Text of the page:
Designer Yusuke Seki Constructs A Walkable Platform Made From 25,000 Ceramic Pots, Bowls, And Cups

Yusuke Seki - Ceramics Yusuke Seki - Ceramics Yusuke Seki - Ceramics Yusuke Seki - Ceramics

Tokyo-based designer Yusuke Seki has constructed a stunning, walkable platform made from 25,000 pieces of scrapped pottery and porcelain. The structure is part of the Maruhiro Ceramics gallery, located in Hasami, Nagasaki prefecture, a region known for its production and distribution of tableware dating back to the 17th century. Each fragment was collected from local factories that had disposed the ceramics prior to the glazing process, deeming them defective. After restoring the pieces and assembling them like bricks mixed with poured concrete, Seki infuses them with a renewed creative purpose. A statement from Seki’s website further explains the history and the design approach that drives the platform:

“A renovation of the pre-existing flagship shop, Yusuke Seki’s design marries an architectural knowledge to the artisanal know-how of the region, and in so doing, creates an entirely location- and situation-specific experience. Seki’s vision is to posit the designer as interpreter. His methods seek to amplify Hasami’s heritage by drawing out and translating the potential of the complete local environment, unifying its people. A minimal design interference, a modification in the level of the floor, not only utilizes the pre-existing space to alter the perspective and experiences held by the users until the present, but also gives birth to an entirely new sense of flow within.” (Source)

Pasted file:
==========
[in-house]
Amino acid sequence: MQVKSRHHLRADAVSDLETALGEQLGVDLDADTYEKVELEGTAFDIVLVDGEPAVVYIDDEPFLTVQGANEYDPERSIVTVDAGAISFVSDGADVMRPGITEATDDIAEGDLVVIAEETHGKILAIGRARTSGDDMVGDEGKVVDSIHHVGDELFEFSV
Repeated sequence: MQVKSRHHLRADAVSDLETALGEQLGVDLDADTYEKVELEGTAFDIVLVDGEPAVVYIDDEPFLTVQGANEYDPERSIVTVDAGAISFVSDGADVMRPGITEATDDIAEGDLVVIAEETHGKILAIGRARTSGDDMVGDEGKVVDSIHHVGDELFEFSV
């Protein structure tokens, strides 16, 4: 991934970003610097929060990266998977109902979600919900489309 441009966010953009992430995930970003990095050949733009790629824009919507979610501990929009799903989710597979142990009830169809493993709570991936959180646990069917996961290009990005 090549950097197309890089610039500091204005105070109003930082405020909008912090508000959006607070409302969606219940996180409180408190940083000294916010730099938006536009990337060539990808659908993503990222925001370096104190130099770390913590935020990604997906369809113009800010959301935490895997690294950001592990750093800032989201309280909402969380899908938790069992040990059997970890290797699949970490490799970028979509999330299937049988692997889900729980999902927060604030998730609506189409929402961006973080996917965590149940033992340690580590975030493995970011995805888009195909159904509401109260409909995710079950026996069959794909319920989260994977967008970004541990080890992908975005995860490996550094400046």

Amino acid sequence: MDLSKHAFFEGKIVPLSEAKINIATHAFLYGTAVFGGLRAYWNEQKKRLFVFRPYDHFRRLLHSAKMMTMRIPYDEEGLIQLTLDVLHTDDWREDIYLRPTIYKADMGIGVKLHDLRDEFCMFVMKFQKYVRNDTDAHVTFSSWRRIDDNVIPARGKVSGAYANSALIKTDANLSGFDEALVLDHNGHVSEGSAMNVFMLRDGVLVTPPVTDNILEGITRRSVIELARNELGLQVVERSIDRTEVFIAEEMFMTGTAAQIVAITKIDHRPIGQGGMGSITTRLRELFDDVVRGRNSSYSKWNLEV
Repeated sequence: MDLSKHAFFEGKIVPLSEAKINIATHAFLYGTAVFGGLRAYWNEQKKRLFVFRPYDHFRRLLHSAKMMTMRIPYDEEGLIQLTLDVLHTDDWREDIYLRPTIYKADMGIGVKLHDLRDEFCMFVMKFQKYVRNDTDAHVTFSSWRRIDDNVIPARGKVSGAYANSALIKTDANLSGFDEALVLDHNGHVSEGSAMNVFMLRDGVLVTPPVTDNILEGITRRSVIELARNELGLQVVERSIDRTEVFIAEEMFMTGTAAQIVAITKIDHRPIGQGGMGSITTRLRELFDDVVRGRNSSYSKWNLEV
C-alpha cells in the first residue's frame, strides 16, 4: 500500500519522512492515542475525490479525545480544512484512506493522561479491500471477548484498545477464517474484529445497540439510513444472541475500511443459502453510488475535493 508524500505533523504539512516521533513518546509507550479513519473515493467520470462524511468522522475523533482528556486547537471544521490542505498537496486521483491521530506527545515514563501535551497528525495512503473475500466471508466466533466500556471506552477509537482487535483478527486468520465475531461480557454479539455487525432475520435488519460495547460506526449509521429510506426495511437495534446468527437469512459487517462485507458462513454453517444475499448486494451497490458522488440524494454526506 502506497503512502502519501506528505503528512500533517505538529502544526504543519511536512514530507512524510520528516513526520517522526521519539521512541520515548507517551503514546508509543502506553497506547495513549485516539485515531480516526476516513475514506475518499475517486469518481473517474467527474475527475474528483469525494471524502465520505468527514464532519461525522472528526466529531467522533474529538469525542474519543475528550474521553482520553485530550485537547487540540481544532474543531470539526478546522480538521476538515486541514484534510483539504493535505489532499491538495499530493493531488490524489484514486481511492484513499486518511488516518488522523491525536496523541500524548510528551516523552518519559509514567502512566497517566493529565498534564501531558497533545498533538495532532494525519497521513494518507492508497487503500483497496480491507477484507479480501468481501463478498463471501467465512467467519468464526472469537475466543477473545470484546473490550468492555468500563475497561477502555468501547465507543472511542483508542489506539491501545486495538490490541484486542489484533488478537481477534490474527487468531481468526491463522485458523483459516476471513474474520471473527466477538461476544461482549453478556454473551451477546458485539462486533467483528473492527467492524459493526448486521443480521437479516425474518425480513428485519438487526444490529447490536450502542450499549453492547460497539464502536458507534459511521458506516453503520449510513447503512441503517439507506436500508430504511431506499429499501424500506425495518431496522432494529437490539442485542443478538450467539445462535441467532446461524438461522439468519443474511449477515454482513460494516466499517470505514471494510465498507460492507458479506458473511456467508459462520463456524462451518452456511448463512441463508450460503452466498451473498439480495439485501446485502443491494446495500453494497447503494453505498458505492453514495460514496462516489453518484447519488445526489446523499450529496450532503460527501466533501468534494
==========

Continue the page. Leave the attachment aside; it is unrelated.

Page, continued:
In a fascinating exploration of space, Seki has designed the stacked ceramics so that they enhance the customer’s interaction with the displayed tableware. Low shelves placed on the surface allow visitors to peruse from below, and if they so wish, they can climb up the stairs to the top of the platform for a closer look. The very act of walking on the ceramics creates an embodied experience of tradition and history; delicate materials, once discarded, are made strong, creative, and participatory, signifying the endurance of and respect for a time-honored cultural art form.

Visit Seki’s website to view more of his works. (Via WebUrbanist)Yusuke Seki - Ceramics Yusuke Seki - Ceramics Yusuke Seki - Ceramics Yusuke Seki - Ceramics Yusuke Seki - Ceramics Yusuke Seki - Ceramics Yusuke Seki - Ceramics

 

 

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